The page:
Graham took a birds-eye view of the situation and realized he had an enormous opportunity “to reset and try again.” The company rebranded as Finotta in January 2021 with its new team, new focus and special attention on the culture created.
Click here to read more about rebranding as Finotta.
Finotta has gained momentum in its new life, including a $3 million investment from an unnamed investor that came through in September. In addition, Graham said a large financial institution is expected to roll out Finotta’s technology in its app in late 2021 or early 2022.
Finotta’s next direction hinges on the coming six months or so, Graham said. He’ll be tracking the metrics of the company’s first big deployment, which will determine how the company approaches new customers and the timing of when he’ll raise series A funding.
The funding infusion secured this fall allowed Graham to bring employees on full-time.
“It’s a really cool experience as the founder getting to make that call and have everybody leave their old jobs to start new here and really start building the foundation of a beautiful culture, that I think is what’s really separating us from other companies in the area and definitely in our space.”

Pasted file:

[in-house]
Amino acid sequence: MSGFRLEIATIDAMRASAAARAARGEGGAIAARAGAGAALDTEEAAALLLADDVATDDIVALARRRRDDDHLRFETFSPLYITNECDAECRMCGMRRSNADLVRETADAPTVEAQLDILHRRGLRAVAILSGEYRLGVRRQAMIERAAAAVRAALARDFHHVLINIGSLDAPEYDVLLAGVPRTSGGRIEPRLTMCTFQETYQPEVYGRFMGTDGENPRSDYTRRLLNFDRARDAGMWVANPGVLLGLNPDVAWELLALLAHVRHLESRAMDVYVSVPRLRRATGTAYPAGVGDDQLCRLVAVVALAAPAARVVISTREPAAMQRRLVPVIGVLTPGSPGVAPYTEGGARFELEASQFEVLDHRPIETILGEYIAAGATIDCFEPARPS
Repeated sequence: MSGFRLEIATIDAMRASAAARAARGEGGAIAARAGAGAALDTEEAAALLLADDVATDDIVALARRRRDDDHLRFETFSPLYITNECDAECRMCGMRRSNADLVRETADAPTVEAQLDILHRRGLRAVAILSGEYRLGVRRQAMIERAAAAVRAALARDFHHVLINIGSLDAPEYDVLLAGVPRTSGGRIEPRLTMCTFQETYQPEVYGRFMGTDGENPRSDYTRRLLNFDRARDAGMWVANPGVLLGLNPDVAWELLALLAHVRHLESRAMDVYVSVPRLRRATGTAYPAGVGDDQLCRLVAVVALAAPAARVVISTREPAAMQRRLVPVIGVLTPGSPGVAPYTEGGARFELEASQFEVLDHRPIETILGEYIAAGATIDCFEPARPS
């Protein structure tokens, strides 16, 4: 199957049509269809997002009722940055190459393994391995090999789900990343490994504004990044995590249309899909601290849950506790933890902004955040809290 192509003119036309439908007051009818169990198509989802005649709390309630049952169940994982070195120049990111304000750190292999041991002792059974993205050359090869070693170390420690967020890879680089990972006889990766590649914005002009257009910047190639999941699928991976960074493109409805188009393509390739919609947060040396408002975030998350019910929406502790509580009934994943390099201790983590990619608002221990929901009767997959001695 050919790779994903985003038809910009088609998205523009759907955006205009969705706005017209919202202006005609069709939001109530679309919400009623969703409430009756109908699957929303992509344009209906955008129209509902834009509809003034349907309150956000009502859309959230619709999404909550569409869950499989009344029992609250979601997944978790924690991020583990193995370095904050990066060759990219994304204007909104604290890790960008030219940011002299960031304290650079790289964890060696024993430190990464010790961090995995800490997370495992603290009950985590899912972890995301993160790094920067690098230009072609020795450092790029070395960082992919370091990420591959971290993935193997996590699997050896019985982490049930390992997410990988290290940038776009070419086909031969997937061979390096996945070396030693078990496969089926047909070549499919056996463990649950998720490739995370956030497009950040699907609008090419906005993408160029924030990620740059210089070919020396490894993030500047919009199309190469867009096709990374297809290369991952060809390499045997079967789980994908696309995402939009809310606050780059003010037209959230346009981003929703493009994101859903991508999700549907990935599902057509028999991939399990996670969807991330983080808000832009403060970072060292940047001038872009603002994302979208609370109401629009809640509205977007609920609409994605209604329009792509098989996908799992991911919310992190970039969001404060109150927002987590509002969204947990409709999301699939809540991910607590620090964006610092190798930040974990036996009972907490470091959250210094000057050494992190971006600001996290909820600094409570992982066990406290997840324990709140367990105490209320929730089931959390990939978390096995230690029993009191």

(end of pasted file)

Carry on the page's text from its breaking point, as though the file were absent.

In starting fresh with a new team, Graham said, he was able to consider what type of culture he wanted to build within Finotta.
“We basically said: This is going to be something new, and I’m going to create a culture where people want to be, where people really want to work. Not necessarily that they are obsessed with banking technology but a place where people want to be,” he said. “If you can create a place where people want to be, the things they will create will exceed any of the expectations that you have about what can be created. And once I made that decision, it snowballed from there.”
Graham fleshed out Finotta’s culture by creating four pillars for employees: Lead with love, radical transparency, unapologetic accountability, and good times and good vibes.
The pillars’ order also is important: For employees to feel that they have a say and a role in defining the company’s direction, they must understand that people are the most important part of the organization — not the bottom line or other corporate trappings, he said.
Finotta currently has a team of six and is officing at Serendipity Labs in Overland Park. As it grows the team — Finotta is now hiring several developers, a marketing director and more to come — the culture has proved to be a selling point, even in bringing on highly sought-after tech experts.
“When we tell the story about our four pillars and the company we’re building, and people meet with our team and they see the people that are working here — that’s the true secret sauce,” Graham said. “When I hear people say that it’s super hard to hire right now — it is, but also things that some companies have in their tool kit that are just different make it a little bit easier.”